J:\The Evaluation

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Overview of a Course COntent

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  • Before we get started with this course, I thought it would be best to share some concepts with you at this beginning point of the course, to give you a glimpse of some of the content we will be exploring.
  • Evaluation is the process of systematically collecting and analyzing data that has been gathered through various measurement methods in order to determine the merit or value of an action or activity, and rendering a judgment about the product. Assessment is the process of obtaining information about students, faculty, programs or institutions. More specifically, this inv0olves setting standards and criteria for learning, using this information to improve actions as needed to provide the best quality of education possible. These standards and criteria help with the evaluation of activities.These terms are often used interchangeably, even though they are different in nature. Evaluation relies on assessment to have criteria/standards to measure an action or activity against. The criteria/standards help to make the decision whether revision is needed or not.
  • Read SlideI believe that we as educators are aware of why we conduct evaluative processes. Hopefully, we do these actions on a regular basis, keep track of decisions made through actions taken with these processes, and truly follow-up with any actions in order to provide the best measures for our students. Deciding at the end of one year to make changes in a course, and not having any documentation of these suggestions for the next faculty member to follow-up with ( unless they are major curricular changes that need to go through committees for approval) would not help the next groups of students as they study and work through the course when offered.In addition, after changes are made in a course it is important for faculty to re-evaluate the course. If changes to a course do not improve the problem initially noted, then further evaluation of the course needs to take place.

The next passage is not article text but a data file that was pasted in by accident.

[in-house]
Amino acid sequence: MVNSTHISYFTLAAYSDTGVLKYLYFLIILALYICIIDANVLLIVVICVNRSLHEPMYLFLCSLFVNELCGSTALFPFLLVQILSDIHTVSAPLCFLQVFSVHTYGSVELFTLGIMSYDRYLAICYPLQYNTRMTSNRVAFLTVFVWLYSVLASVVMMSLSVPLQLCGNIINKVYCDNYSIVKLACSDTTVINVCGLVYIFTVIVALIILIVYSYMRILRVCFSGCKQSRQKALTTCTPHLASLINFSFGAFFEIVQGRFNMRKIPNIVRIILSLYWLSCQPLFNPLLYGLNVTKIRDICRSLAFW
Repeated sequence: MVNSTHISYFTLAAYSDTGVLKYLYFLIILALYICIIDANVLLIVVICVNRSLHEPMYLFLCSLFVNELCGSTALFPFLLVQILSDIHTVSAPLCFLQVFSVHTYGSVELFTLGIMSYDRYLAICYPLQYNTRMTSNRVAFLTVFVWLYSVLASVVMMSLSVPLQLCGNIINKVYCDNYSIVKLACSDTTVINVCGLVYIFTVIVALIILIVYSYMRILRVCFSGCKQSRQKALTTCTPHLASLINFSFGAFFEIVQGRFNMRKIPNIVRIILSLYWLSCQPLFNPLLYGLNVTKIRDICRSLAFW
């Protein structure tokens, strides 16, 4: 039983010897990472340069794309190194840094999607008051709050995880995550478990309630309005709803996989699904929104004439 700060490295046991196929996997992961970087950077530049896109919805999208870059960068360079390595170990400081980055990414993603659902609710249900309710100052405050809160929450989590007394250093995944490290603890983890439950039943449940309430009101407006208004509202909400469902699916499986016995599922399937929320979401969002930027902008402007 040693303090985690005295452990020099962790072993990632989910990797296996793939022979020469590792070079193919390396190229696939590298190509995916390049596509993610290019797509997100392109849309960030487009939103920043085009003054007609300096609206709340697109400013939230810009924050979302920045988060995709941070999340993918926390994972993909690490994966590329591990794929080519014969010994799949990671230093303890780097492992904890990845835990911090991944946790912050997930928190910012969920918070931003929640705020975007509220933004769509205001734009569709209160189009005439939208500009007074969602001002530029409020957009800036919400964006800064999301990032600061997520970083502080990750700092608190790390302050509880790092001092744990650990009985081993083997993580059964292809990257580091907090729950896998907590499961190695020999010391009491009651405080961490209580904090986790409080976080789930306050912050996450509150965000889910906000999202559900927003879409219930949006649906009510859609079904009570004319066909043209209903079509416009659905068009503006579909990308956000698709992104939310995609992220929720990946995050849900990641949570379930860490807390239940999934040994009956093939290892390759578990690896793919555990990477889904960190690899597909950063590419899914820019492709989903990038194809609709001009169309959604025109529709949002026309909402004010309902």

• Practice Orientation: In this orientation, practice goals are reflected in course objectives. Performance achieved at the end of the course is based on theory and clinical evaluation, the most important aspects of the program.Service Orientation This perspective is based on a values approach to evaluation. This takes on a more global or holistic view of the goals of the educational process and beyond the course objectives. Instructors view evaluation process as a means to identify students strengths and weaknesses in various components of the course. The perspective here has a representation of the typical or ideal student for the course that is used to measure this progress.Judgment Orientation: This perspective reflects a focus on the determination of acceptability of a student performance and the value or grade that should be assigned based on performance. Often used with clinical grading P/FConstructivist Orientation: Assigns the heaviest consideration to the stakeholders (employers of graduates, or clients they care for) who will be affected by the success or failure of the program and this process involves input from these individuals ( ie. Preceptors) or anyone who may contribute in some way with the grade.